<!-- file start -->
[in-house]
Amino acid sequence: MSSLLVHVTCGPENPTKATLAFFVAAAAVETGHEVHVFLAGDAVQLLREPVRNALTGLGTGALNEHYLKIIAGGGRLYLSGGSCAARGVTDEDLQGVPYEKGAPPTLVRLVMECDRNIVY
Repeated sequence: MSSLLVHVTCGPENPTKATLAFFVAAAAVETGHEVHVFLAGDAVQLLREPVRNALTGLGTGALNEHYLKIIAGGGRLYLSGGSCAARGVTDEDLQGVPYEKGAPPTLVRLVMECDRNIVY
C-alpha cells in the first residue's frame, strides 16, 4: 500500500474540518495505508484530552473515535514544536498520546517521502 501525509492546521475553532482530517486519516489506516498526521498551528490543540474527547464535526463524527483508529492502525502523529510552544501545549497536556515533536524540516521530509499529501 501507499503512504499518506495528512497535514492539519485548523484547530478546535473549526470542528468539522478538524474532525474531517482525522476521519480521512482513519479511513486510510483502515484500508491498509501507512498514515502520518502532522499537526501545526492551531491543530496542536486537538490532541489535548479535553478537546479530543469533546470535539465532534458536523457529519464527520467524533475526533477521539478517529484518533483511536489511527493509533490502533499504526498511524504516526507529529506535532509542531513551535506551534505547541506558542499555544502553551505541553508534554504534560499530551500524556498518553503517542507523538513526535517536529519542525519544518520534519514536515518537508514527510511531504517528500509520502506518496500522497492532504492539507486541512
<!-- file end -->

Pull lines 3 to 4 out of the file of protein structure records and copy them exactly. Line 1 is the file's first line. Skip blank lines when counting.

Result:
Repeated sequence: MSSLLVHVTCGPENPTKATLAFFVAAAAVETGHEVHVFLAGDAVQLLREPVRNALTGLGTGALNEHYLKIIAGGGRLYLSGGSCAARGVTDEDLQGVPYEKGAPPTLVRLVMECDRNIVY
C-alpha cells in the first residue's frame, strides 16, 4: 500500500474540518495505508484530552473515535514544536498520546517521502 501525509492546521475553532482530517486519516489506516498526521498551528490543540474527547464535526463524527483508529492502525502523529510552544501545549497536556515533536524540516521530509499529501 501507499503512504499518506495528512497535514492539519485548523484547530478546535473549526470542528468539522478538524474532525474531517482525522476521519480521512482513519479511513486510510483502515484500508491498509501507512498514515502520518502532522499537526501545526492551531491543530496542536486537538490532541489535548479535553478537546479530543469533546470535539465532534458536523457529519464527520467524533475526533477521539478517529484518533483511536489511527493509533490502533499504526498511524504516526507529529506535532509542531513551535506551534505547541506558542499555544502553551505541553508534554504534560499530551500524556498518553503517542507523538513526535517536529519542525519544518520534519514536515518537508514527510511531504517528500509520502506518496500522497492532504492539507486541512